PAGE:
– If I could rewrite an ending to any movie, I’d make Eli Wallach (AKA Tuco, AKA the Ugly) kill Clint Eastwood (AKA Blondie, AKA the Good) in the Good the Bad and the Ugly. I think’d it make for a good plot twist.
– Favorite actor: Leonardo DiCaprio (The actor who appears most frequently in Martin Scorsese movies)
“You’re so nice. You’re not good, you’re not bad, you’re just nice. I’m not good, I’m not nice, I’m just right. I’m the Witch. You’re the world.” – The Witch
This year in my Theatre Performance class, I will be taking on the role of the Witch from Into the Woods. Yet another antagonist, I am super excited about this character and have already started an intense analysis of her role in the musical, using techniques from my experience in Doubt. For those of you unfamiliar with this character, or musical, the Witch is more unique than most in that she actually transforms into a youthful version of herself halfway through the plot. This allows me to explore two completely diverse physical characteristics while still maintaining the true mental and emotional nature of her individuality. Although I am a little worried about the musical aspects of this performance, as I am an inexperienced singer, I am anxious to take on the challenge and broaden my abilities with the hopefulness of a great overall, final performance!
Ever since grade eight, I have participated in the Southridge Speech Day competitions. In my first year, like all other grade eights, I was to perform a persuasive speech. However, starting in 9th grade I was able to perform dramatic interpretations which I discovered a strong passion for. In grade 9 I performed the monologue “A Leap Year Leap” by Walter Ben Hare. For this performance I received 2nd place. The next year I decided to perform a more contemporary piece, “Tuna fish” from the play Laughing Wild written by Christopher Durang. I really loved this character and as a result of working with her for numerous performances, I know that she’ll always resonate with me. With this monologue I placed 1st in the grade 10 Dramatic Interpretation category. The following year I wanted to try a more solemn piece and placed 2nd with my performance of “Cold Blooded Murderer” by Elisa Thompson.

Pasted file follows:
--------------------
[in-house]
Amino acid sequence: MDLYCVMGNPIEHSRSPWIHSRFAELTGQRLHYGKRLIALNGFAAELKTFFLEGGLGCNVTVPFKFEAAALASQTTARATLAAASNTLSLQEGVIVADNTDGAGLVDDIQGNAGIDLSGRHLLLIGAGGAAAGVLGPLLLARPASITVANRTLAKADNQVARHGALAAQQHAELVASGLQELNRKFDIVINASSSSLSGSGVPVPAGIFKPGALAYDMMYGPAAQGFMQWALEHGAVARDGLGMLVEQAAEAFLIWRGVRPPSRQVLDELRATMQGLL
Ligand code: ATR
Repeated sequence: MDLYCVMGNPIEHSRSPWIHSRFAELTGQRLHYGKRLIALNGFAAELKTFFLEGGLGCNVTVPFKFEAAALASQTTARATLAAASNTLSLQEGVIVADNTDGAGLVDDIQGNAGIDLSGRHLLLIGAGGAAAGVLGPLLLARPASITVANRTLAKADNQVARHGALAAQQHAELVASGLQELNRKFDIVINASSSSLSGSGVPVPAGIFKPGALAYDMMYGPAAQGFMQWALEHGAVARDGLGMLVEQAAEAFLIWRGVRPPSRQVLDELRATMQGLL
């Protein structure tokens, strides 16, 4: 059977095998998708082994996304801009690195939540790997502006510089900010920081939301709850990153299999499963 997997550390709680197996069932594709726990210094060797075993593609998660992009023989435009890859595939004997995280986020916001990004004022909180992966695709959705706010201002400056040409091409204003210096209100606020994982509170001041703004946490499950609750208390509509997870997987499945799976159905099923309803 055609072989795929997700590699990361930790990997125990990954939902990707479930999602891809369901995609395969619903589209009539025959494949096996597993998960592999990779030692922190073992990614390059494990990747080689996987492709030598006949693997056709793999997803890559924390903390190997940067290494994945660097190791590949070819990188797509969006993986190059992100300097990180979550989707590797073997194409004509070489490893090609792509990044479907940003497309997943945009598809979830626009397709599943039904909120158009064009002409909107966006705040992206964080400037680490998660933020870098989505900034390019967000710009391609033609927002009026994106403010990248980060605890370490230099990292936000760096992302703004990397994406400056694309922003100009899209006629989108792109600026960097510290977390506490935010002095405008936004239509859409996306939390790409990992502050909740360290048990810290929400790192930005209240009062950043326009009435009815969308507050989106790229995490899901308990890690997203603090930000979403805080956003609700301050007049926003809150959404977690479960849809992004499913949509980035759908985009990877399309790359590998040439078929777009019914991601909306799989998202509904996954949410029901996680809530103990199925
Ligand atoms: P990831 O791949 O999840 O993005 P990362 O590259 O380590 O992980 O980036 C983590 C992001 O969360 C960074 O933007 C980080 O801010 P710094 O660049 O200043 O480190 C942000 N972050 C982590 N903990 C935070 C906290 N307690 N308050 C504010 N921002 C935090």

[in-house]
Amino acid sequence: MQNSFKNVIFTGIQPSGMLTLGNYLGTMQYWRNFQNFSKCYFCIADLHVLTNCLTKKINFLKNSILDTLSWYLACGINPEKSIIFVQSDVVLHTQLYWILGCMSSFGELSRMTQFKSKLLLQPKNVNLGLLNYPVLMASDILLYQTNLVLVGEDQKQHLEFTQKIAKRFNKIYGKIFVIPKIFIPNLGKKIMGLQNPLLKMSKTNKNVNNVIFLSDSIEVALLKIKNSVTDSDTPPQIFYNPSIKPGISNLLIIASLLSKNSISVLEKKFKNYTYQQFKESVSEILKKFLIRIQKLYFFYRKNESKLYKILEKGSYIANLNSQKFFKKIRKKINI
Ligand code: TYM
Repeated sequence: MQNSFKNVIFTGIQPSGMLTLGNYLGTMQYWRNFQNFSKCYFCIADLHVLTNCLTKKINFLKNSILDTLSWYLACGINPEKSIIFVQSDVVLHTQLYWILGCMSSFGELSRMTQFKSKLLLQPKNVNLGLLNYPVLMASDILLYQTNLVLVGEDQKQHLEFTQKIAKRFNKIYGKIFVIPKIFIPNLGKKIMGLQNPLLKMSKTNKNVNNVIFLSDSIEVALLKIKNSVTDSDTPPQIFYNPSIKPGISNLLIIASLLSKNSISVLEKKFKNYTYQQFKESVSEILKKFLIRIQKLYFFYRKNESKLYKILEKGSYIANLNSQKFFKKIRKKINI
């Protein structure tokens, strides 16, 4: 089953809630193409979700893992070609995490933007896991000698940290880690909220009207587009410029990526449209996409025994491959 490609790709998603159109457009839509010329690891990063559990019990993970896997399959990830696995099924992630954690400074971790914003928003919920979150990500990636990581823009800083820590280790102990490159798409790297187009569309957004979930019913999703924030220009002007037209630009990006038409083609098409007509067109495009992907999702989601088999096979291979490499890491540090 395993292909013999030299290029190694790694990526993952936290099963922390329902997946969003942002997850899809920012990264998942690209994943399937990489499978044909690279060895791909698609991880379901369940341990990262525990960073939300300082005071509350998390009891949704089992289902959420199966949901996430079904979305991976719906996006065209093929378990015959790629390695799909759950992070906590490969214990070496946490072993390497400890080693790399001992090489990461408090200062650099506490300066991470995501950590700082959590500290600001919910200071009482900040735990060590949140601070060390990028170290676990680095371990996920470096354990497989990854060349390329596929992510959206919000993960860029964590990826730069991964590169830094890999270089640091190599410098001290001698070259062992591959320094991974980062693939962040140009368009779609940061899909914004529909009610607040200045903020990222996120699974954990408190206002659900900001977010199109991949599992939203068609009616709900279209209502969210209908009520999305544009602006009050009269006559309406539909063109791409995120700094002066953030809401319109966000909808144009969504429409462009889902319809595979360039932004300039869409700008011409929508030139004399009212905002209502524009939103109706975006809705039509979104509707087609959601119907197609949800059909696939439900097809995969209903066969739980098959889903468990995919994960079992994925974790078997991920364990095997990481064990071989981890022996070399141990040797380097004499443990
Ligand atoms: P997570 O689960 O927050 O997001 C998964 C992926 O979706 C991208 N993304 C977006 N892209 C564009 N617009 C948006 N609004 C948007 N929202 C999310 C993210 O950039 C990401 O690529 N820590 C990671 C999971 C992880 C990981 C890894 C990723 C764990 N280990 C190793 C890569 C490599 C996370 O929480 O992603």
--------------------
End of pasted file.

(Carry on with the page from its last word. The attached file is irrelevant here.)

In drama 11, our class consisted of four students. As part of the course, we spent most of the year working on a play called Doubt, a parable. In this performance, I played the character Sister Aloysuis. Researching and analyzing this play was one of the most rewarding experiences for me as it proved how intricate our roles and characters can get if you put time into truly understanding their history and motives. This was my first real performance for me; I will never forget the amount of effort we put in as an ensemble, the deep, intellectual connection i shared with my character, and the accomplishments we all deservingly achieved.
– Placing first in the Fraser Valley One act play festival
– invited to attend Sears Provincial One Act Festival
– Best Supporting Actress award from Sears Provincial One Act Festival: Abby Wells